Source: Prime Video
Henriques continues to shake things up here by focusing on Black British womanhood, a perspective sorely missing throughout the Black British film catalogue. With Anita as the main character, we get an exploration of Black motherhood, womanhood and sisterhood through her interactions with her family and best friends slash bandmates. The importance and sensitivity of motherhood is emphasised not only through her role as a mother but also her interactions with other female figures in her family life. Additionally, the ending performance can only be described as a fervent explosion of girl power that the Spice Girls themselves would be jealous of as Netta, Sweeta & Nastie (their sick band name) rally the crowd around and show that girls can do it too with their infectious performance at the final clash. The eccentricity of the crew’s fashion creates an almost fantastical element across the film. Each girl's bright and experimental style highlights their fun but unique identities, leaving viewers adoring their ever changing hairstyles and Pinterest worthy looks. Mothers, lovers, and ragga girls, these characters show resilience, and multifaceted-ness in a world that likes to pin women down.
Source: All 4
While the film delves into serious issues the tone is relatively light hearted and motivational, a nice break from the bleakness that tends to plague Black British film. A refreshing film, and one that’s arguably overdue cult classic status, Babymother is a must see.
Available to rent on BFI Player.
Photo: Kieron McCarron/BBC/McQueen Limited
The teaching of pivotal moments within Black British History is seldom included in nationwide curriculums; protests and struggles faced by Black Britons are covered up to protect a glorified British history and when Black History Month does roll around it tends to focus on the affairs of other parts of the diaspora. Steve McQueen’s Small Axe series, a 5 part film anthology, challenges this by spotlighting important historical events revolving around the British Caribbean community.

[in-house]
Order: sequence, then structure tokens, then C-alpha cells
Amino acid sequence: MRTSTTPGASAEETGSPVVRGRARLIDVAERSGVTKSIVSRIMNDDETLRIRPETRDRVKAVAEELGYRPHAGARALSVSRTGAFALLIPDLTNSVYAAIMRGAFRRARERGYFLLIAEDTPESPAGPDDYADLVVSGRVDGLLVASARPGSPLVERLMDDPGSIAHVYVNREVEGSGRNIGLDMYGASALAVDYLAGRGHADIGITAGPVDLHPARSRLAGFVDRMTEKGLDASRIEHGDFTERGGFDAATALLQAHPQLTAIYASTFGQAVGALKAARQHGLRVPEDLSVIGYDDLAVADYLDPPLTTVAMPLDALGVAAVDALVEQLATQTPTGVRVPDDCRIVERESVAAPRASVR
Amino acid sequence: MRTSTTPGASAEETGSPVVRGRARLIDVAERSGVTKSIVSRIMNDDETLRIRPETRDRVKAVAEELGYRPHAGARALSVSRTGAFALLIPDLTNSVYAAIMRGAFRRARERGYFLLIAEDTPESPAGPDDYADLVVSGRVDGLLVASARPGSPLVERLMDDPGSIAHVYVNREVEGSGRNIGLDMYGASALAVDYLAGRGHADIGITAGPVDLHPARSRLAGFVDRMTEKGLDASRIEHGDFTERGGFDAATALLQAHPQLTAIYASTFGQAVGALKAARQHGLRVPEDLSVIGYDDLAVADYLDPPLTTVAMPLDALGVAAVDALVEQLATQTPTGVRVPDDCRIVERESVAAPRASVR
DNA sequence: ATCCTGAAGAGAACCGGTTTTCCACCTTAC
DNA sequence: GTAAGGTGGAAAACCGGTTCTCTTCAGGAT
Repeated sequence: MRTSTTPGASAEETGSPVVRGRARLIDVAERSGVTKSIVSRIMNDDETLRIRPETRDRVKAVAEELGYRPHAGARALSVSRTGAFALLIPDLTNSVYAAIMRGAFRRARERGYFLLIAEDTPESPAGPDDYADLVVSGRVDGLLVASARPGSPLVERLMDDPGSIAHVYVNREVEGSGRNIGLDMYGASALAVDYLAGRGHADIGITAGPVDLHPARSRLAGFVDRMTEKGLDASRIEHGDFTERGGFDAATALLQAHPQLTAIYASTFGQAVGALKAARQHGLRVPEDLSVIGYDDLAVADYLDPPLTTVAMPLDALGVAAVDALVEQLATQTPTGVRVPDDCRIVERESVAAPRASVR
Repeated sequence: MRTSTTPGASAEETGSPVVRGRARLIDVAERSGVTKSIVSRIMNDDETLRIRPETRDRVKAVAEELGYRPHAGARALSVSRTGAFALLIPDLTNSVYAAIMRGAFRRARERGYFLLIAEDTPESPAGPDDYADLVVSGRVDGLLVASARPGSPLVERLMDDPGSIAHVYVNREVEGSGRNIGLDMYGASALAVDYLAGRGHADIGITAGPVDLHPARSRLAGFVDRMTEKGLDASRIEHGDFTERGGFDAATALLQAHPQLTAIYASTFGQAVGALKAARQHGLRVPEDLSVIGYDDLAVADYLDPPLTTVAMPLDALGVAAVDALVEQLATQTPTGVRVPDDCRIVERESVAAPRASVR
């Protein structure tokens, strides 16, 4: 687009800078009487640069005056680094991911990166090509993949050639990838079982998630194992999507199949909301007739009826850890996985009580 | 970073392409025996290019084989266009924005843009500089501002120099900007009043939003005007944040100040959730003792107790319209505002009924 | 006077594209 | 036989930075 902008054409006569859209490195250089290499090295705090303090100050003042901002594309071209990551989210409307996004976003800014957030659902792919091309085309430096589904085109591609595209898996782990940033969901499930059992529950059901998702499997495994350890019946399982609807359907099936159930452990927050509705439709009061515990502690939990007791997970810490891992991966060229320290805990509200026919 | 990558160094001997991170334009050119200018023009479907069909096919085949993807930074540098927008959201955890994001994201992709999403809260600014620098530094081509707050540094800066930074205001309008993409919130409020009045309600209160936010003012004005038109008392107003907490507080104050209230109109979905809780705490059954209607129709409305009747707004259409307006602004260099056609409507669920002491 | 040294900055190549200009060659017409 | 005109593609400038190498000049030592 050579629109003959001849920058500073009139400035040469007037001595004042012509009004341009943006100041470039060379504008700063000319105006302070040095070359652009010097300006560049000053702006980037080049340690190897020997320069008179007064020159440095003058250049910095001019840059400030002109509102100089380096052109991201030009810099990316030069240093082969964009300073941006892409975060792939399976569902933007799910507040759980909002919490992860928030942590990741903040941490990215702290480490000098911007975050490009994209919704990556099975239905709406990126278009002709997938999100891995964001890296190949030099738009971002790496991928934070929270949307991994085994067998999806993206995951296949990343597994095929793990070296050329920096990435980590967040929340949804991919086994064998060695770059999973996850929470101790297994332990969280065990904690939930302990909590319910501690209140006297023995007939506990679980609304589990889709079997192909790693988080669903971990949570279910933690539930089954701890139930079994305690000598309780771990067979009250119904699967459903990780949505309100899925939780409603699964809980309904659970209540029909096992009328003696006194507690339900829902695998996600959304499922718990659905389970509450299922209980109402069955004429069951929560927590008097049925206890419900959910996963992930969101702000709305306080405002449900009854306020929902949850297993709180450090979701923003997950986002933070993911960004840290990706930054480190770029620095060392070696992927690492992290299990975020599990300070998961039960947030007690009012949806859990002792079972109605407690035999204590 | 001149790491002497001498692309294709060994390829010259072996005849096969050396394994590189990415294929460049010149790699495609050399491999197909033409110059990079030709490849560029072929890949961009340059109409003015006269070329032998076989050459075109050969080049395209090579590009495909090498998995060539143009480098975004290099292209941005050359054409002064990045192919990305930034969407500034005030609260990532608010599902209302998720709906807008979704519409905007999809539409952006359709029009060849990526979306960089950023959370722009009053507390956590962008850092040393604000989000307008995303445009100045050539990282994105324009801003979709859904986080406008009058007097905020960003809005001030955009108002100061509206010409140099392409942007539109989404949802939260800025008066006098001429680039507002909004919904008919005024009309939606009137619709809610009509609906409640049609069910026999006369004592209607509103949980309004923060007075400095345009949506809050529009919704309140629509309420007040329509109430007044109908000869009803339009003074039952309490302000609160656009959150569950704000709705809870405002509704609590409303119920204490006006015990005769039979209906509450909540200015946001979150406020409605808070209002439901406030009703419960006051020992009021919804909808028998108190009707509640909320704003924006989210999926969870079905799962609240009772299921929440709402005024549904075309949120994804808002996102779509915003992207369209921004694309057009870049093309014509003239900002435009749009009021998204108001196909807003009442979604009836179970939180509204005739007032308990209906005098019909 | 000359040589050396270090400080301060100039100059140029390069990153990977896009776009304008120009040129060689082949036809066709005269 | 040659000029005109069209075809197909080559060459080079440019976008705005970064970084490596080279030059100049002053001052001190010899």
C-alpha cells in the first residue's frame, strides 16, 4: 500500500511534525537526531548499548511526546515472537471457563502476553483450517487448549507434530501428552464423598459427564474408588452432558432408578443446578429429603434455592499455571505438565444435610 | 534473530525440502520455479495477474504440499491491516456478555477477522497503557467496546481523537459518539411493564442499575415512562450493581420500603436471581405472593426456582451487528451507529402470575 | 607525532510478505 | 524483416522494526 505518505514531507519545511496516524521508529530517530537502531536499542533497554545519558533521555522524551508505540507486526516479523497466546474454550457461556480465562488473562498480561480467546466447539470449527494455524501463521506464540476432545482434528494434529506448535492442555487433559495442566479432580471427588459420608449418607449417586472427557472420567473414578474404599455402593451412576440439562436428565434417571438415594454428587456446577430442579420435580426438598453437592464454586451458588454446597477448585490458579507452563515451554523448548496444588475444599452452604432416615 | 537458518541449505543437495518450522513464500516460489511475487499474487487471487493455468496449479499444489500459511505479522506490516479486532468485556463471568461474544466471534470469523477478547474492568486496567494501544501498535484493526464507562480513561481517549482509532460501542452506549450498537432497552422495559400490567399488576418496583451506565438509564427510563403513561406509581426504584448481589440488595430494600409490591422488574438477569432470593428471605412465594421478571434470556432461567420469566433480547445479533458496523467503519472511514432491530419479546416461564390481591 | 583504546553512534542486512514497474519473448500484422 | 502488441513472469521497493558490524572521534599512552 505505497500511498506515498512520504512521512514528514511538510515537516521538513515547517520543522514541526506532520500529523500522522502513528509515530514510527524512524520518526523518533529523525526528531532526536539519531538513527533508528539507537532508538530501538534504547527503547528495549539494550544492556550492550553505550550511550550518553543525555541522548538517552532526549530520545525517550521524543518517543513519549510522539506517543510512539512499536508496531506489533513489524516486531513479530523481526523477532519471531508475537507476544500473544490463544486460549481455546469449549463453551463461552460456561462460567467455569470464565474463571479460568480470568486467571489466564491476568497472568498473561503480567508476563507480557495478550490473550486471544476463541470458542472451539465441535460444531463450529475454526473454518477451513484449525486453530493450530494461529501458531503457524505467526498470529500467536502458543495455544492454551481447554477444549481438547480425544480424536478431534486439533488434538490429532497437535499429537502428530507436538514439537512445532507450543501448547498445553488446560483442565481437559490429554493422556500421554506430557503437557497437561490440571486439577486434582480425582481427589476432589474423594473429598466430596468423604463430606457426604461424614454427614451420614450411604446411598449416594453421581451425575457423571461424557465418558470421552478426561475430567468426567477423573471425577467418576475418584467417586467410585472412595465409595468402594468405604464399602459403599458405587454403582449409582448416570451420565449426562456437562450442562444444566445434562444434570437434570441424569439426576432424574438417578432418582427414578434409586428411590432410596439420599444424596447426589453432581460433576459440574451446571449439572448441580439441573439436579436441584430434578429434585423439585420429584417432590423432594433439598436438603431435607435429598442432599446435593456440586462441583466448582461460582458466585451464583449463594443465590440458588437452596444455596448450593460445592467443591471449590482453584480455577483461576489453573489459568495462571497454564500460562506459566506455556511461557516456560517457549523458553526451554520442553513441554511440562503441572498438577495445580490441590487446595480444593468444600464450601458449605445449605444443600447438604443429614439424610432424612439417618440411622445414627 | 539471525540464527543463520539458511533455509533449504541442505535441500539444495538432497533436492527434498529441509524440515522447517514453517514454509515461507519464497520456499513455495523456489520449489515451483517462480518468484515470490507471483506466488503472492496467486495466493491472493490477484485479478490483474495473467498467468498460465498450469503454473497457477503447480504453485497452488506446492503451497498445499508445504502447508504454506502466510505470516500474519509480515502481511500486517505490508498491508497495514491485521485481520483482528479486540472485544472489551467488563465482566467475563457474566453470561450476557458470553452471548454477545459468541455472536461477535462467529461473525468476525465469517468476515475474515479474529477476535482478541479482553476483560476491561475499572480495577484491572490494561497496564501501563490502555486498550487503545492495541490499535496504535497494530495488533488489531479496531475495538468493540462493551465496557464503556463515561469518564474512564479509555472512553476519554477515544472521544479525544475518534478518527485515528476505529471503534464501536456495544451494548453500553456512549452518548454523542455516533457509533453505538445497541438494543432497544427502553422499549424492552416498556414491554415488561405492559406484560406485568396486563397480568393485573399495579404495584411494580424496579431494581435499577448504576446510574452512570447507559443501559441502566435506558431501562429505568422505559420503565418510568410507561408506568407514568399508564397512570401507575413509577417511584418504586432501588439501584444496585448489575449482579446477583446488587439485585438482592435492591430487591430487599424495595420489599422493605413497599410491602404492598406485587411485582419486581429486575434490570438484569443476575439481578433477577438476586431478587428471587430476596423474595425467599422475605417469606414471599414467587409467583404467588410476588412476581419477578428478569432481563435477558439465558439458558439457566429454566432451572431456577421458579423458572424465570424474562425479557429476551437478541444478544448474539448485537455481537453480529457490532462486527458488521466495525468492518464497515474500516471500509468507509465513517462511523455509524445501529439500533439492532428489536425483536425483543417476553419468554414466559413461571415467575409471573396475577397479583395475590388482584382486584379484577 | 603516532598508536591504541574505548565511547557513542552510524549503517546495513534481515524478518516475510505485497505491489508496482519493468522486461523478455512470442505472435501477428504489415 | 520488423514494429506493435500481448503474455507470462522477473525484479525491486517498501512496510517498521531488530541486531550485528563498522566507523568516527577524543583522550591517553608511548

Small Axe’s first instalment Mangrove stands out for its timely topic and excellent performances. A biopic, it tells the story of the Mangrove Nine, a group of 9 Black Britons who were tried and acquitted for ‘inciting riots’ in 1970. Shaun Parkes plays Frank Crichlow the owner of The Mangrove, a restaurant in London’s Notting Hill that became a regular meeting site for Black British intellectuals and consequently a victim of consistent acts of enforced institutional racism by the local police force. Following a march against this, the riot charge was brought forward but contested in a trial which brought the Met's racism to the forefront. A landmark moment, the Mangrove Nine’s case was one of the first times a court of law recognized racial hatred and anti-blackness as behavioural motivators for British police officers.
Photo: Des Willie/BBC/McQueen Limited
The story runs deep and is aided by the performances of the cast - stacked with Black British talent the cast work hard to convey the sense of community, and injustice felt by the real Mangrove Nine, with Shaun Parkes, Letitia Wright, Malachi Kirby and Rochenda Sandall’s performances in particular being standouts.
Though Mangrove is highlighted here, the entire anthology series is stunning. From Lovers Rock, an intimate glimpse into the 1980s Jamaican community carried by a nostalgic soundtrack and sweet youthful romance to Education, a harrowing look into racism prevalent within the British educational system in the 1970s and 80s, Small Axe is essential viewing.
Available to watch on BBC IPlayer.